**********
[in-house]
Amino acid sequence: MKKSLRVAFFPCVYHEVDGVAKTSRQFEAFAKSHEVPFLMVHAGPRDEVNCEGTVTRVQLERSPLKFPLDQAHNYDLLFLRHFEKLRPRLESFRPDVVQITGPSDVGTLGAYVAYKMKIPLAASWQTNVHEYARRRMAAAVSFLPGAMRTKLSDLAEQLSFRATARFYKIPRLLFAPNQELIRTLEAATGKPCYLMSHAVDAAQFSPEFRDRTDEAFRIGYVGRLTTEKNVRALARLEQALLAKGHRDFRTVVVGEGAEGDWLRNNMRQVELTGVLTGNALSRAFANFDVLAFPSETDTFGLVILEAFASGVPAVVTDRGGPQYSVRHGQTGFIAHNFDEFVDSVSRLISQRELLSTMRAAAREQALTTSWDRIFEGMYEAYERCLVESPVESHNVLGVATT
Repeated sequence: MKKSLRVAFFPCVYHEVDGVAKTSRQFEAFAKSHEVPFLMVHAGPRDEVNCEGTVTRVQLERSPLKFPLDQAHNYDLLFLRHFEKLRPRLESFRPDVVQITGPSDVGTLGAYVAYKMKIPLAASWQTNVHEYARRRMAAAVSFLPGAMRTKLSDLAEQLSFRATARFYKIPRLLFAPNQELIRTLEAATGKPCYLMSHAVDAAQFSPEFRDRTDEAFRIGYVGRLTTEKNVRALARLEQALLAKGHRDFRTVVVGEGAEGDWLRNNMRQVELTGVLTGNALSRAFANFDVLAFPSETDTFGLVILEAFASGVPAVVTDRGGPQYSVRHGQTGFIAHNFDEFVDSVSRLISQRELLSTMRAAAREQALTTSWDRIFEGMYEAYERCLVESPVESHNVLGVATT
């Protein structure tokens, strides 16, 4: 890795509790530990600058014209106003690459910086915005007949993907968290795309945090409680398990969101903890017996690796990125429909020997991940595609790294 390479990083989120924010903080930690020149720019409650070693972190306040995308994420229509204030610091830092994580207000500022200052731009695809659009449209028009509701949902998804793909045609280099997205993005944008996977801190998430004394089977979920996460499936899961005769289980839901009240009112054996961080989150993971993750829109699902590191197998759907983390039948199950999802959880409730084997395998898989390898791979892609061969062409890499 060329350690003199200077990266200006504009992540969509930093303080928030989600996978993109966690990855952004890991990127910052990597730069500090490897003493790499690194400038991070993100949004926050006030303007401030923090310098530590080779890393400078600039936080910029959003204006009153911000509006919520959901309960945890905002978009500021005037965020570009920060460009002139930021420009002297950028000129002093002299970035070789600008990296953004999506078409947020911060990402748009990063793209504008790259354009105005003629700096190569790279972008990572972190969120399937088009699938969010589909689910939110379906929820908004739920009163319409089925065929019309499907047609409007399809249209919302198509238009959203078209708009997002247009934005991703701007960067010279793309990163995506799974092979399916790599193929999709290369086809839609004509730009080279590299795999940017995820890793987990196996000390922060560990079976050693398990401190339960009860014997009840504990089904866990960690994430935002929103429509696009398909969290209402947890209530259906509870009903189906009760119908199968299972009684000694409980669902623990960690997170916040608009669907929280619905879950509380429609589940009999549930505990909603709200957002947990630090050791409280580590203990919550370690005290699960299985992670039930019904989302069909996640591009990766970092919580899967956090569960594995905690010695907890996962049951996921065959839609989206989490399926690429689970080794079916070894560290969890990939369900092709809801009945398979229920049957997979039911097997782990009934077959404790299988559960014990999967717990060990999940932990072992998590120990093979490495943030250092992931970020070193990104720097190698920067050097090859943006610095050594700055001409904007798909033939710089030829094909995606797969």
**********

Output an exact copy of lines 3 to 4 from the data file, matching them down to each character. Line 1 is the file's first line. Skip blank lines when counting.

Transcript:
Repeated sequence: MKKSLRVAFFPCVYHEVDGVAKTSRQFEAFAKSHEVPFLMVHAGPRDEVNCEGTVTRVQLERSPLKFPLDQAHNYDLLFLRHFEKLRPRLESFRPDVVQITGPSDVGTLGAYVAYKMKIPLAASWQTNVHEYARRRMAAAVSFLPGAMRTKLSDLAEQLSFRATARFYKIPRLLFAPNQELIRTLEAATGKPCYLMSHAVDAAQFSPEFRDRTDEAFRIGYVGRLTTEKNVRALARLEQALLAKGHRDFRTVVVGEGAEGDWLRNNMRQVELTGVLTGNALSRAFANFDVLAFPSETDTFGLVILEAFASGVPAVVTDRGGPQYSVRHGQTGFIAHNFDEFVDSVSRLISQRELLSTMRAAAREQALTTSWDRIFEGMYEAYERCLVESPVESHNVLGVATT
């Protein structure tokens, strides 16, 4: 890795509790530990600058014209106003690459910086915005007949993907968290795309945090409680398990969101903890017996690796990125429909020997991940595609790294 390479990083989120924010903080930690020149720019409650070693972190306040995308994420229509204030610091830092994580207000500022200052731009695809659009449209028009509701949902998804793909045609280099997205993005944008996977801190998430004394089977979920996460499936899961005769289980839901009240009112054996961080989150993971993750829109699902590191197998759907983390039948199950999802959880409730084997395998898989390898791979892609061969062409890499 060329350690003199200077990266200006504009992540969509930093303080928030989600996978993109966690990855952004890991990127910052990597730069500090490897003493790499690194400038991070993100949004926050006030303007401030923090310098530590080779890393400078600039936080910029959003204006009153911000509006919520959901309960945890905002978009500021005037965020570009920060460009002139930021420009002297950028000129002093002299970035070789600008990296953004999506078409947020911060990402748009990063793209504008790259354009105005003629700096190569790279972008990572972190969120399937088009699938969010589909689910939110379906929820908004739920009163319409089925065929019309499907047609409007399809249209919302198509238009959203078209708009997002247009934005991703701007960067010279793309990163995506799974092979399916790599193929999709290369086809839609004509730009080279590299795999940017995820890793987990196996000390922060560990079976050693398990401190339960009860014997009840504990089904866990960690994430935002929103429509696009398909969290209402947890209530259906509870009903189906009760119908199968299972009684000694409980669902623990960690997170916040608009669907929280619905879950509380429609589940009999549930505990909603709200957002947990630090050791409280580590203990919550370690005290699960299985992670039930019904989302069909996640591009990766970092919580899967956090569960594995905690010695907890996962049951996921065959839609989206989490399926690429689970080794079916070894560290969890990939369900092709809801009945398979229920049957997979039911097997782990009934077959404790299988559960014990999967717990060990999940932990072992998590120990093979490495943030250092992931970020070193990104720097190698920067050097090859943006610095050594700055001409904007798909033939710089030829094909995606797969």